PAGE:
News

The Lead Discovery Center GmbH (LDC), the Max Planck Society (MPG) and Max Planck Innovation (MI) announce that their associated company Quench Bio Inc., Cambridge, USA has raised USD 50 million in a Series A financing round. The financing was led by RA Capital Management (RA Capital) and included Abbvie Ventures as well as co-founders and seed investors Atlas Venture (Atlas) and Arix Bioscience plc (Arix). more

Together for Science

February 20, 2020

Strengthening Berlin as an international science metropolis is the goal of a joint initiative of the capital's extramural research institutions. They have joined forces to form BR 50 (Berlin Research 50) in order to jointly develop future strategies for research and exchange with politics and society. more

Therapy with VPM1002 is effective in bladder cancer patients more

During the IMPRS-IDI Assessment Week, our student intern Nele Klaiber spoke with three of the candidates. In the interview, you can find out, why Vanessa, Niranjan and Martin applied to the IMPRS-IDI and whether they always wanted to become scientists. more

Body cells spy out bacteria

December 20, 2019

The aryl-hydrocarbon receptor detects when bacteria increase so much in number that they become a danger to the body more

A hungry mosquito is not a good host for malaria parasites. Elena Levashina's team at the Max Planck Institute for Infection Biology in Berlin showed that both, mosquito and parasite, tap into the same resources for their reproduction. more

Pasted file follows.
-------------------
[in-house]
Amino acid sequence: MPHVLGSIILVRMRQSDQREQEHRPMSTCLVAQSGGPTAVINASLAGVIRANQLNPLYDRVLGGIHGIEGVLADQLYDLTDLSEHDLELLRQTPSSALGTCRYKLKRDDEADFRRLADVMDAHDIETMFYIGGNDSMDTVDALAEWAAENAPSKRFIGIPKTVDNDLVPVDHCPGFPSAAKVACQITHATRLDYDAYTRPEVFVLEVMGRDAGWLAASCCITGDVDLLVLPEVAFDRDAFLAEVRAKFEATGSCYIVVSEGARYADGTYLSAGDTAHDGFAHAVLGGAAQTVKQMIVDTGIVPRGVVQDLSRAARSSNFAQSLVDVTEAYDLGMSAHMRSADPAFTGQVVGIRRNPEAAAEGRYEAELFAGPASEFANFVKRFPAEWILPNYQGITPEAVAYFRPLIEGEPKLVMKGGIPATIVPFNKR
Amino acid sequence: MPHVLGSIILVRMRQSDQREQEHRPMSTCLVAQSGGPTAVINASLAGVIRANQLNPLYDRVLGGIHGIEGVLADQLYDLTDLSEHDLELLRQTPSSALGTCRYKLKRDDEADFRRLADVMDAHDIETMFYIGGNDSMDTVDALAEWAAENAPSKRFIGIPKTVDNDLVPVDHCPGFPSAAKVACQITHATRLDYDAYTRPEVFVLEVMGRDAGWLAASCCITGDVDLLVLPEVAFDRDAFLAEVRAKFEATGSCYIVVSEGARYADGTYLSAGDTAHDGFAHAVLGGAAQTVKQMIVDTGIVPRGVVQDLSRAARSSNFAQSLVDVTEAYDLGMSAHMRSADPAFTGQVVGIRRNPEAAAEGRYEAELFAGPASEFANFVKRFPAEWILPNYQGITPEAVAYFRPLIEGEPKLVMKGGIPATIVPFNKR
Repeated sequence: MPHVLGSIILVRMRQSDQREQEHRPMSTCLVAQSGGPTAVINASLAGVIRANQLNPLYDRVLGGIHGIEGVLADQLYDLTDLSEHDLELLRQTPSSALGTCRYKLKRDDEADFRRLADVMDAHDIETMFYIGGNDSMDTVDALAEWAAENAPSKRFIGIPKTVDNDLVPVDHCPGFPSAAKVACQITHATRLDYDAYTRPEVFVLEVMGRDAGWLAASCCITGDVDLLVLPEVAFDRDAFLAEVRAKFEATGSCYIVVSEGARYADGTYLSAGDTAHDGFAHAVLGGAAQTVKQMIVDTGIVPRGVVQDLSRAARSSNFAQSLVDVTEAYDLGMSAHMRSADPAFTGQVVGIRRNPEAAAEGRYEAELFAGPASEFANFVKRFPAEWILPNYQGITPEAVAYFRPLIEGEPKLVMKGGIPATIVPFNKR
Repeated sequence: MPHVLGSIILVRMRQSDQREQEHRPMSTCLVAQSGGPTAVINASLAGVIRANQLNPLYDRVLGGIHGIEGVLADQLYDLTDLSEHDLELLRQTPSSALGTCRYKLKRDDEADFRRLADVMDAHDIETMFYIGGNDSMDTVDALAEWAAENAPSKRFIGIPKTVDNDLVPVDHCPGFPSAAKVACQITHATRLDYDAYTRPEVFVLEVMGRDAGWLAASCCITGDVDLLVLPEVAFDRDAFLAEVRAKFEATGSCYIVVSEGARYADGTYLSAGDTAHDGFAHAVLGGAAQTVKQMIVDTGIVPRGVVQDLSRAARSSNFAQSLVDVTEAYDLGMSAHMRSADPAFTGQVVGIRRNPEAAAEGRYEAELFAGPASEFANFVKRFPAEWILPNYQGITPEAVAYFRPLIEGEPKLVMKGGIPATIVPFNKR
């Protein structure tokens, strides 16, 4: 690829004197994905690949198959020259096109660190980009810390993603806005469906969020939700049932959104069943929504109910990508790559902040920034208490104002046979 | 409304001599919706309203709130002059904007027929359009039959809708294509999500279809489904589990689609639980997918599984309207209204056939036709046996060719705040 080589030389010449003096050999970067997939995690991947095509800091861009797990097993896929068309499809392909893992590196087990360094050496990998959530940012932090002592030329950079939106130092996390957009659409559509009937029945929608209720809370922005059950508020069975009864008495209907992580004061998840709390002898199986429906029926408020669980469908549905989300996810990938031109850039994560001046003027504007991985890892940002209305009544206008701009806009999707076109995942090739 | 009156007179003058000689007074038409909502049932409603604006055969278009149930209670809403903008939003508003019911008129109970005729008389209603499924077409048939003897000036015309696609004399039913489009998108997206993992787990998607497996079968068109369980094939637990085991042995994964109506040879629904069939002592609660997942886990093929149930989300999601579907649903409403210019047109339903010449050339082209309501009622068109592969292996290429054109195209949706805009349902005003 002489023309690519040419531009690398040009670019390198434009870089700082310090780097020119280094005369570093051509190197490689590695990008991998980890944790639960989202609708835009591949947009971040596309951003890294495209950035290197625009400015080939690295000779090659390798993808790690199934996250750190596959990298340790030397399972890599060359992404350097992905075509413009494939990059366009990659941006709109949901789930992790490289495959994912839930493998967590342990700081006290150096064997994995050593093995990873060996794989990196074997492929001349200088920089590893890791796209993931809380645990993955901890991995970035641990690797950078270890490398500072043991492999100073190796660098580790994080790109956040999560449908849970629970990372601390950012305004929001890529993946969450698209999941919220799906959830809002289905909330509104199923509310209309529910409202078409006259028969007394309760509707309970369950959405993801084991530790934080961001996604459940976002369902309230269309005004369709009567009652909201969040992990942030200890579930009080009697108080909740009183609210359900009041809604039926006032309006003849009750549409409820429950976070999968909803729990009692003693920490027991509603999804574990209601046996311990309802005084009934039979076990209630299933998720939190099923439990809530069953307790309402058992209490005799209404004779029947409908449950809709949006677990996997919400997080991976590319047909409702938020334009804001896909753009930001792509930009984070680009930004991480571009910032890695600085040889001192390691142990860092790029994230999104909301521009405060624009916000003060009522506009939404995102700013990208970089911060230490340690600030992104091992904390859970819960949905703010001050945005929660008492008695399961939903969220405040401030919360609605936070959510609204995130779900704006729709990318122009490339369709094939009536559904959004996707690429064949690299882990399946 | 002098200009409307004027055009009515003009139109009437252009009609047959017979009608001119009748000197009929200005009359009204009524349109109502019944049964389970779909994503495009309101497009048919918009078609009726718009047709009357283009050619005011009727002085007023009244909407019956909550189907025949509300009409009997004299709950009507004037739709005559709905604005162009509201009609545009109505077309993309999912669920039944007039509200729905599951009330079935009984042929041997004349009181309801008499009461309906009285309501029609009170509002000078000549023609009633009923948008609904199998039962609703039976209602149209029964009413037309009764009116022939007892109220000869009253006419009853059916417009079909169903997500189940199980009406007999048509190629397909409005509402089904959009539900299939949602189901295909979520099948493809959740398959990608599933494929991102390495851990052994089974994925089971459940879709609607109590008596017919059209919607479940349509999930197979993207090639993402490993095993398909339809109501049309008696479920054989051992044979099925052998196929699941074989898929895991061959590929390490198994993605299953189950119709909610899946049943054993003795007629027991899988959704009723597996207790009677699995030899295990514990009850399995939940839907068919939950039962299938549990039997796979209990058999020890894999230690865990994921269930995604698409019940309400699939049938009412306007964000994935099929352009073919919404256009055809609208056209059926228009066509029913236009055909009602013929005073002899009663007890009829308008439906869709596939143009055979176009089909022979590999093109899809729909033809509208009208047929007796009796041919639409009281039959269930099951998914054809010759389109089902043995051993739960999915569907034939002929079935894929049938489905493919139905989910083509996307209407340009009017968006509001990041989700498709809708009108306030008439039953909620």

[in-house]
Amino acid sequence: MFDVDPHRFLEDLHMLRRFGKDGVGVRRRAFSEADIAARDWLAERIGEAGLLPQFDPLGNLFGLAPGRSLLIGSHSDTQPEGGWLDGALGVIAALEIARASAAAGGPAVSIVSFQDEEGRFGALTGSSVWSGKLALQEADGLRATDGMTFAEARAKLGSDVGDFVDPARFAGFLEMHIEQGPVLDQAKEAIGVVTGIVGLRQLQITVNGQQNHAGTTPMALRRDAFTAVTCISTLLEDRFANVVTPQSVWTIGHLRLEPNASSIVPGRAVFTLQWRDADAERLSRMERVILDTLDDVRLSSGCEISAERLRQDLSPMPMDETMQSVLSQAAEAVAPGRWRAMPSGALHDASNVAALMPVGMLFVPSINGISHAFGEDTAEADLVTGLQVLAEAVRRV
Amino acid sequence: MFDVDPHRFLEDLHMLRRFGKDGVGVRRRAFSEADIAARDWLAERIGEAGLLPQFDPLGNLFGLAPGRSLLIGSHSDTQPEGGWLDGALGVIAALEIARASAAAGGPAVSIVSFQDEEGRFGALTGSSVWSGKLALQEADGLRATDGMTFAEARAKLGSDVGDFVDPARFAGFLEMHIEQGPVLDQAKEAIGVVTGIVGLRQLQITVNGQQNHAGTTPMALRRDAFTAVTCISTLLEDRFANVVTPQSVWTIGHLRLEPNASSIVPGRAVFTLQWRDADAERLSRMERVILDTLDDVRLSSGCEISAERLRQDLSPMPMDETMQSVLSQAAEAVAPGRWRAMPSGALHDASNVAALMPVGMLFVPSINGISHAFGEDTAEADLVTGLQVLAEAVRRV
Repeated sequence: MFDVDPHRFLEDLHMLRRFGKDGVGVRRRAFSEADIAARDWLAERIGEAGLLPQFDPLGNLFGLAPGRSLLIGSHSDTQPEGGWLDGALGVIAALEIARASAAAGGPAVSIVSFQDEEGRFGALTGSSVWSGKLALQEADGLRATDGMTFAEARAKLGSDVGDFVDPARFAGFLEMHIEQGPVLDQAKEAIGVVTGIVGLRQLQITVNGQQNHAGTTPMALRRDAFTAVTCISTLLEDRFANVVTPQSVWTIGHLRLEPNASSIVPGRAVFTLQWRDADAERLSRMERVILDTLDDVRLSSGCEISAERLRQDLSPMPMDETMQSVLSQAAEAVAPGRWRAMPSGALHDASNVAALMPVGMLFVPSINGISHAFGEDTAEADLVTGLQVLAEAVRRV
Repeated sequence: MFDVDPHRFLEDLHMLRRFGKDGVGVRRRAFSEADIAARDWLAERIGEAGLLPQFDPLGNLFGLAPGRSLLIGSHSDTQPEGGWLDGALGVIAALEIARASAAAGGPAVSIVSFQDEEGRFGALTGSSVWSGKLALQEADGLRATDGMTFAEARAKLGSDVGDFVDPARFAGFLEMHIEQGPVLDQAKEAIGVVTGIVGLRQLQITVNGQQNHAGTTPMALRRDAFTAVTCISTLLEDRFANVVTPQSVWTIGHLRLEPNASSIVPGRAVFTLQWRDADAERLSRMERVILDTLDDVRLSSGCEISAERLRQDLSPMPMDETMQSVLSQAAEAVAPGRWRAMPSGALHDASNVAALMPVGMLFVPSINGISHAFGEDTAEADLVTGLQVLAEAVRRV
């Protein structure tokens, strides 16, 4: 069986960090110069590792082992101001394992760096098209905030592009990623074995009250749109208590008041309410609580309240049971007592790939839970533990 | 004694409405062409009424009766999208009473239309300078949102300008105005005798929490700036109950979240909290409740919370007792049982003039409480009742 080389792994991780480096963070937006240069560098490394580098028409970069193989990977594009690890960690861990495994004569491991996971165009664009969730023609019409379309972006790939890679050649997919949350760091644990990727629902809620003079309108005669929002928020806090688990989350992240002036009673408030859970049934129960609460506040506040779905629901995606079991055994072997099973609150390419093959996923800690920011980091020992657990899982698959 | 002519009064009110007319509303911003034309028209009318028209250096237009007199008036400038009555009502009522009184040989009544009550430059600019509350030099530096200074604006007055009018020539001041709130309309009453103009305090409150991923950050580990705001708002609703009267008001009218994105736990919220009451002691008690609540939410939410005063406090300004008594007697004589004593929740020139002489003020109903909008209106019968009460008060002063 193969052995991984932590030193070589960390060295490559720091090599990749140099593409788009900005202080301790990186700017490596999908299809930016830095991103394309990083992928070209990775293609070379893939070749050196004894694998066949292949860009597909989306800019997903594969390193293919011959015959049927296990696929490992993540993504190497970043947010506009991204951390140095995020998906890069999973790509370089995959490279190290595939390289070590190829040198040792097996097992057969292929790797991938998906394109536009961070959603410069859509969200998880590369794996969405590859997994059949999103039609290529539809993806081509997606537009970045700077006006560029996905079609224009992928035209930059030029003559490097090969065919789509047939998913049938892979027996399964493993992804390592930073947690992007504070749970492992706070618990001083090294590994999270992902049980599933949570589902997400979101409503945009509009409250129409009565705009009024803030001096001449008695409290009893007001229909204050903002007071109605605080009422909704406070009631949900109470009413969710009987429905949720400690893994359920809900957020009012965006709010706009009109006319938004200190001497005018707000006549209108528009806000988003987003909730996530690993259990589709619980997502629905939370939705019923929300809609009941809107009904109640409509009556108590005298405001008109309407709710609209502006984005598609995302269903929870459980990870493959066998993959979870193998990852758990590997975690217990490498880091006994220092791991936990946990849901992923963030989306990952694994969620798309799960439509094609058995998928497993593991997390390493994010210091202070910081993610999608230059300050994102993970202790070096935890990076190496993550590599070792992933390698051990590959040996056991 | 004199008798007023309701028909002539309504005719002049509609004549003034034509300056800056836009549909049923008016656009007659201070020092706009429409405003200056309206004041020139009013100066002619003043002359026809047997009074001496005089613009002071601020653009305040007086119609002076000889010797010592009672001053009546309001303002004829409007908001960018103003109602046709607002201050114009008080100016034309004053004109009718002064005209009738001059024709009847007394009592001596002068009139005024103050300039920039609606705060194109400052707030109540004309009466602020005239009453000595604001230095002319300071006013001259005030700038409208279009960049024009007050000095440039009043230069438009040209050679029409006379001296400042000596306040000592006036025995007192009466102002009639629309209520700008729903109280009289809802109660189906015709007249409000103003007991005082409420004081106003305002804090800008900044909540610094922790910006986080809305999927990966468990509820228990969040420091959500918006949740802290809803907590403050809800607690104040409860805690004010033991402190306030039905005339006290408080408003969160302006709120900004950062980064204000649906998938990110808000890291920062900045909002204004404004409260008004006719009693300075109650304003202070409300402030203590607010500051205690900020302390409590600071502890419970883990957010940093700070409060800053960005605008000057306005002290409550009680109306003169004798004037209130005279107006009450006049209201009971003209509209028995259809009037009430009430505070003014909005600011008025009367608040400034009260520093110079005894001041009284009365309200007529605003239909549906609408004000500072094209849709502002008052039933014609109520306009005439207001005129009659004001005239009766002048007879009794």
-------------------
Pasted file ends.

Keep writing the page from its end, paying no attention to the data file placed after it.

'It’s about the excitement'

November 21, 2019

Matthieu Domenech de Cellès started his position as MPIIB research group leader in October. He heads the new group “Infectious Disease Epidemiology”. With his epidemiological research, the trained mathematician will provide a new perspective on infection biology for the MPIIB. In the interview, Domenech de Cellès talks about his first weeks at the institute, future research plans on mathematical modelling and the importance of vaccine coverage for the fight against infectious diseases. more

Immune response causes organ damage more

The intestinal epithelium forms the barrier between the organism and the environment and is thus exposed to a multitude of damaging factors. Severe injury, e.g. through a bacterial infection or toxic substances can compromise epithelial function. While most patients recover quickly, the disease can become chronic or even fatal for some. It is therefore important to understand the mechanism normally responsible for repairing the damaged epithelium. A team of scientists from the Charité University Medicine and the Max Planck Institute for Infection Biology in Berlin now showed that the colon epithelium can recover even if all stem cells and dividing cells die as a result of colitis - by converting differentiated cells into stem cells. more

The causality between tumour viruses and human cancers is firmly established, due to the presence of transforming viral genes in the resulting cancers. Although there is much evidence that certain bacterial infections, in particular chronic ones, can also lead to the development of cancer, it has been much more difficult to provide conclusive proof. Thomas Meyer together with Thomas Rudel and Jacques Neefjes organized this comprehensive meeting to bring together international experts in a number of related fields to focus on how this causality can be established. The deadline for submission of abstracts is September 30th, and a number of abstracts will be selected for a short talk. http://meetings.embo.org/event/19-bacterial-infection more

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